Run those plays. Run those plays on air, run those plays against our defense when our coaches aren’t out there. Just run our offense. And just practice our offense, and practice our offense and practice our offense continuously. If you’re a quarterback, you go through your reads, you go through your progressions, you get a feel. And then you study film. The more you put in, then the more you’ll get out. 

On how much he wants his QB to talk back and ask questions

I think there’s always the ‘why?’ And I think it’s the coach’s job to explain the why or the purpose, and then it’s the player’s job once they hear the why or the purpose, to then ask ‘how do I do it?’ So the question they should ask is how and we should answer the why. And I think that’s kind of where I grew up with that mentality, and I think that’s a great way to have that coach/player relationship. It’s our job as coaches to explain to them that we’re never going to put them into a situation where they won’t know why we’re putting them in it

On Josh Rosen having a lot of ‘why’ questions

That’s OK, that’s great. I hope that I’m able to answer those questions. I’ve been around some good quarterbacks and good coaches. They should want to know why. They should want to know that. And they should want to know, if we’re calling a play, why are we calling it? Why do I think that play is going to work? Why should he go to the X receiver if I mark him off for completing a touchdown to the Z. Because maybe one time he’ll throw a touchdown and the other six might be picked. That’s why you go to the X, for example. But he’s been fantastic.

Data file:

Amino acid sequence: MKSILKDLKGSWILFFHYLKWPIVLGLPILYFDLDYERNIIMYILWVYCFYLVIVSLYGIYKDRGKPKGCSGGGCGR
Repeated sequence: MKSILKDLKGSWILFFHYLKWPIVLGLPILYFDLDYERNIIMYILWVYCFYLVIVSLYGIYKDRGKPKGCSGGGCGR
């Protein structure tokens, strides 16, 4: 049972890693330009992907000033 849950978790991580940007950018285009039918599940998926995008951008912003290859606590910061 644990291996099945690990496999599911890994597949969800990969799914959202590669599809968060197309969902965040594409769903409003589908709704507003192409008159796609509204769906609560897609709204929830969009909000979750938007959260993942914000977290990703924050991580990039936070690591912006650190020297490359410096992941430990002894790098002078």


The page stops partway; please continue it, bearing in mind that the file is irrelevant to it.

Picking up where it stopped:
On whether Josh Rosen is similar to any other QBs he’s worked with

No, not really. 

On how his first spring camp at UCLA compares to his first at Michigan

Well the biggest difference after the first spring practice at Michigan is that our quarterback wasn’t there. He transferred in June 25th from Iowa. So we went through the whole first spring at Michigan, and the starting quarterback for opening day wasn’t on the roster. And the starting slot receiver for opening day wasn’t on the roster. So it’s different. Offensively, our whole spring, I don’t think there will be anyone walking in the building here that wasn’t here. So I’m more comfortable in that regard. Now it’s just the continued execution.